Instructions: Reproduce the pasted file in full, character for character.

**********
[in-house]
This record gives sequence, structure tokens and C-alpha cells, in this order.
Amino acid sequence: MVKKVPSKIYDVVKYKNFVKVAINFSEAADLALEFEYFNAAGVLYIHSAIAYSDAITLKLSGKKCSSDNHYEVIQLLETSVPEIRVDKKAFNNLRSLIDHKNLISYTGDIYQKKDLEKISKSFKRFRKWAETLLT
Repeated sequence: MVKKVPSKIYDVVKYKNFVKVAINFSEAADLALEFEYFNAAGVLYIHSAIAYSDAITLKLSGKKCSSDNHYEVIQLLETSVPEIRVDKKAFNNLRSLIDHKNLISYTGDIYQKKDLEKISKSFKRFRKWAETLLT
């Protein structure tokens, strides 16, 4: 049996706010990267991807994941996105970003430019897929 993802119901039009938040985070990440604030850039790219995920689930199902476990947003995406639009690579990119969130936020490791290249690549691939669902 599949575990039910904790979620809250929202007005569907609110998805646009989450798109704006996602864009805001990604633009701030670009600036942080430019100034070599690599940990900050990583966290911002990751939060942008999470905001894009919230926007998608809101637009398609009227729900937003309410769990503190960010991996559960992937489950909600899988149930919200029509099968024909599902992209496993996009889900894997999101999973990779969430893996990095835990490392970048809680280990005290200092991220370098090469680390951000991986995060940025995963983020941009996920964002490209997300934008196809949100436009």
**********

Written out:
[in-house]
This record gives sequence, structure tokens and C-alpha cells, in this order.
Amino acid sequence: MVKKVPSKIYDVVKYKNFVKVAINFSEAADLALEFEYFNAAGVLYIHSAIAYSDAITLKLSGKKCSSDNHYEVIQLLETSVPEIRVDKKAFNNLRSLIDHKNLISYTGDIYQKKDLEKISKSFKRFRKWAETLLT
Repeated sequence: MVKKVPSKIYDVVKYKNFVKVAINFSEAADLALEFEYFNAAGVLYIHSAIAYSDAITLKLSGKKCSSDNHYEVIQLLETSVPEIRVDKKAFNNLRSLIDHKNLISYTGDIYQKKDLEKISKSFKRFRKWAETLLT
């Protein structure tokens, strides 16, 4: 049996706010990267991807994941996105970003430019897929 993802119901039009938040985070990440604030850039790219995920689930199902476990947003995406639009690579990119969130936020490791290249690549691939669902 599949575990039910904790979620809250929202007005569907609110998805646009989450798109704006996602864009805001990604633009701030670009600036942080430019100034070599690599940990900050990583966290911002990751939060942008999470905001894009919230926007998608809101637009398609009227729900937003309410769990503190960010991996559960992937489950909600899988149930919200029509099968024909599902992209496993996009889900894997999101999973990779969430893996990095835990490392970048809680280990005290200092991220370098090469680390951000991986995060940025995963983020941009996920964002490209997300934008196809949100436009």